Some of this focus on employee experience does have to do with the generational shift in the workplace. Millennials have now surpassed Gen Xers in the workforce, and in the not-too-distant future, they’ll be taking over leadership roles. When you talk about recruiting and retention strategies, and when you talk about employee experience, you have to address the needs of this significant portion of the workforce. It only hurts you to keep delaying it.

3. Flex time, remote work, and productivity versus office time.

Flexibility has become a key factor in the employee experience in recent years. When an employee comes to you and requests more flexibility, whether it’s in the form of flex time or out-of-office work time, you need to keep fairness in mind. How can you implement these protocols while being fair to all employees? You also need to make sure the work is still getting done. The company shouldn’t suffer because of it.

Ultimately, being flexible, permitting creative scheduling that lets an employee take care of their family and work more effectively, only improves that employee’s experience. In turn, that employee will be more loyal to you. Companies lose out nowadays if they’re not considering these issues and pulling out all the stops to figure out the win-win situation. Because I can guarantee the employer down the street is already doing so.

What’s important to one employee may not necessarily be important to every employee, so this is an ongoing conversation that must be adapted to fit various needs. Keep in mind that you and your employees have a common goal: for them to be successful and get their jobs done in the most efficient, effective way possible.

4. Leveraging technology.

Small businesses may not have the capacity to implement the large-scale technologies—like artificial intelligence and robots—big companies can access. However, properly leveraging technology can still make a significant difference for small business owners.

Technology is pertinent to the year ahead from many angles, from software for performance management, to communication platforms for increased team growth, to job obsolescence due to growth in AI. One important use of technology that’s growing in popularity is closing a skill gap by leveraging technological solutions—specifically by accessing the remote workforce. By looking outside your immediate geographical market, you have more opportunities for finding people who are qualified for the jobs you need. Talent is everywhere, and we now live in a world where that talent is accessible everywhere.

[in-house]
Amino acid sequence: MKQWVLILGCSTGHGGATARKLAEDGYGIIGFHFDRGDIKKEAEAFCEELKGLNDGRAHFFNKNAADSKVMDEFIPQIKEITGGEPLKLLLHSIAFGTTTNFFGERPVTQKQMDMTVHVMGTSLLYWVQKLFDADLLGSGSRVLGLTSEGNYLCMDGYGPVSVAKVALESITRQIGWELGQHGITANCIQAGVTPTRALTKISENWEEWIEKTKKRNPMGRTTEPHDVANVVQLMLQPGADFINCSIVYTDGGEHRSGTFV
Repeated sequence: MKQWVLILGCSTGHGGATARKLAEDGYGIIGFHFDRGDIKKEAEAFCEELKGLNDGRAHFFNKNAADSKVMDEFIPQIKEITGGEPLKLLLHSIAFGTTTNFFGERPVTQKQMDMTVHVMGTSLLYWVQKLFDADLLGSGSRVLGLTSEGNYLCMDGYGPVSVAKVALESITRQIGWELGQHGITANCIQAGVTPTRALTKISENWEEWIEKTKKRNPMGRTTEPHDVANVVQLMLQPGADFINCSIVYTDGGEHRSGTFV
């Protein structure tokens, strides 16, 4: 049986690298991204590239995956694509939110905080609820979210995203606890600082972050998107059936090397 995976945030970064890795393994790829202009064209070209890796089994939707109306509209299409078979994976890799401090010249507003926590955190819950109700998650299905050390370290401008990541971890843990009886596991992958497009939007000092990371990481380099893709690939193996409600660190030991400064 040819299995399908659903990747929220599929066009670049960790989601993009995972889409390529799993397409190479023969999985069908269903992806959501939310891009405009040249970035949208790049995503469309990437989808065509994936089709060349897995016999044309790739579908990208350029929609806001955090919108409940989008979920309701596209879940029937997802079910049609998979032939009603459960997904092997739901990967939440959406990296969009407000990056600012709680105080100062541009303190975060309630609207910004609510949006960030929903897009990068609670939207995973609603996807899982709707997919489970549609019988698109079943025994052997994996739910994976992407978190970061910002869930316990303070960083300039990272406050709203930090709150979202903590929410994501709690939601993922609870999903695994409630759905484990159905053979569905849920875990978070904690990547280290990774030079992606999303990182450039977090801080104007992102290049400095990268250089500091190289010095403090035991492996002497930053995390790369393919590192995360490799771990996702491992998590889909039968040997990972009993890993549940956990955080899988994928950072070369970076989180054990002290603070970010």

5. Data.

By looking at data and finding the narrative within it, you can uncover huge opportunities for growth. You should be looking at measurable results, not just subjective employee performance—these analyses should not be kept to end-of-year reviews. All year long, you can track turnover and hiring data, demographic data of your staff and clients, PTO data and how it’s used. By looking at this information, you get a bigger, clearer picture of your company and how it operates.

For example, if a manager in one of your departments requests a new hire because they’re busy, you can see if the data backs that up, and see if productivity is matching company goals. By turning a feeling (“I’m too busy”) into hard data, you can make better decisions.

It’s much easier now, thanks to improved data management technologies, to track and view these kinds of metrics, and you should use these improvements to your advantage. To make this work, it’s easiest to first identify which metrics mean a lot to your business. What items will give you the most growth by tracking them and reporting on them? Then, you can identify the tools you need to collect that data.

There are two easy places to start tracking data: employee turnover and time to hire. Most HR departments have a general sense for turnover across an organization, but you can be more specific and pin these numbers down to the department and position. You can see which specific positions have higher turnover, and from there you can find out what you need to do to change that. And by knowing your time to hire, you can plan workflow more efficiently when an employee departs and their successor hasn’t yet been hired.

Angela Perkins

As VP of Sales & Marketing at Xenium HR, Angela leads the sales and marketing teams and is responsible for the revenue growth of Xenium. She has spent her entire career working with small business leaders designing HR programs that fit their needs.